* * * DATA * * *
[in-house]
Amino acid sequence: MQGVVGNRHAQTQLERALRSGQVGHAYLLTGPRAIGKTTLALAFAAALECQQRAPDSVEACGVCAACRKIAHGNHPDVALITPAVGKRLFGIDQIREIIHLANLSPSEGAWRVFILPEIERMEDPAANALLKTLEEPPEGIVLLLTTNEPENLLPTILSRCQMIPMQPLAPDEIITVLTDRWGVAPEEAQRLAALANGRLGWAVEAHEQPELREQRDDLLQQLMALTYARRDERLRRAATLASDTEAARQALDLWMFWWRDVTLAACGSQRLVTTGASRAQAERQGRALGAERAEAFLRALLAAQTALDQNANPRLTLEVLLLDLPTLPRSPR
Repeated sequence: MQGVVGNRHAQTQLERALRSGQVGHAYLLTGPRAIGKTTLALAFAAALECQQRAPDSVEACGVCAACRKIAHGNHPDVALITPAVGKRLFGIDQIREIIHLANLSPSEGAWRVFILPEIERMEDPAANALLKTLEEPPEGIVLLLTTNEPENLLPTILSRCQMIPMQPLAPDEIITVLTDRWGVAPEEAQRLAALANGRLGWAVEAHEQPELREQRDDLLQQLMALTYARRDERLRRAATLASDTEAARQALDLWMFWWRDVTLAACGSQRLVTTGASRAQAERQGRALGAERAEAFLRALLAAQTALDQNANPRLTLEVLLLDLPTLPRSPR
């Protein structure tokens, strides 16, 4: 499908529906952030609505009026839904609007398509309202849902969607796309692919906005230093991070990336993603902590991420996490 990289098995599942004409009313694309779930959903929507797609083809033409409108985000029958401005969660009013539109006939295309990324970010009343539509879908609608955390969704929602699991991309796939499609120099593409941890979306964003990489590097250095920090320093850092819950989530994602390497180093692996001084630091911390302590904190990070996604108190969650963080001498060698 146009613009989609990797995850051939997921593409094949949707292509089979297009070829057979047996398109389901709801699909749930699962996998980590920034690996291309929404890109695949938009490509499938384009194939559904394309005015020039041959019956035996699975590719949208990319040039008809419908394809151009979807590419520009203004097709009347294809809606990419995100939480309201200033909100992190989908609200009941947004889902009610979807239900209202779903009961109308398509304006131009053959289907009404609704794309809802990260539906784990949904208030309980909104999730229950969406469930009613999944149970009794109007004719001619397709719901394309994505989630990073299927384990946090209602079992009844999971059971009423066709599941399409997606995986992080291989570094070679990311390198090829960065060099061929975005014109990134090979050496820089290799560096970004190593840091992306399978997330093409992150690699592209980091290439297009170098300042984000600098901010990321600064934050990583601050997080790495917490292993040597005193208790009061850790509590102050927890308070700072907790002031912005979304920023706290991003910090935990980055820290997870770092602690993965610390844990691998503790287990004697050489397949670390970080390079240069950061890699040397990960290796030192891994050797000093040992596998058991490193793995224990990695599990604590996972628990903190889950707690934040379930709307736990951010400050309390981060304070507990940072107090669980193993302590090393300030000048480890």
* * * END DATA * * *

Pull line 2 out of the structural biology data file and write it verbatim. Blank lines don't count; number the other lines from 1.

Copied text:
Amino acid sequence: MQGVVGNRHAQTQLERALRSGQVGHAYLLTGPRAIGKTTLALAFAAALECQQRAPDSVEACGVCAACRKIAHGNHPDVALITPAVGKRLFGIDQIREIIHLANLSPSEGAWRVFILPEIERMEDPAANALLKTLEEPPEGIVLLLTTNEPENLLPTILSRCQMIPMQPLAPDEIITVLTDRWGVAPEEAQRLAALANGRLGWAVEAHEQPELREQRDDLLQQLMALTYARRDERLRRAATLASDTEAARQALDLWMFWWRDVTLAACGSQRLVTTGASRAQAERQGRALGAERAEAFLRALLAAQTALDQNANPRLTLEVLLLDLPTLPRSPR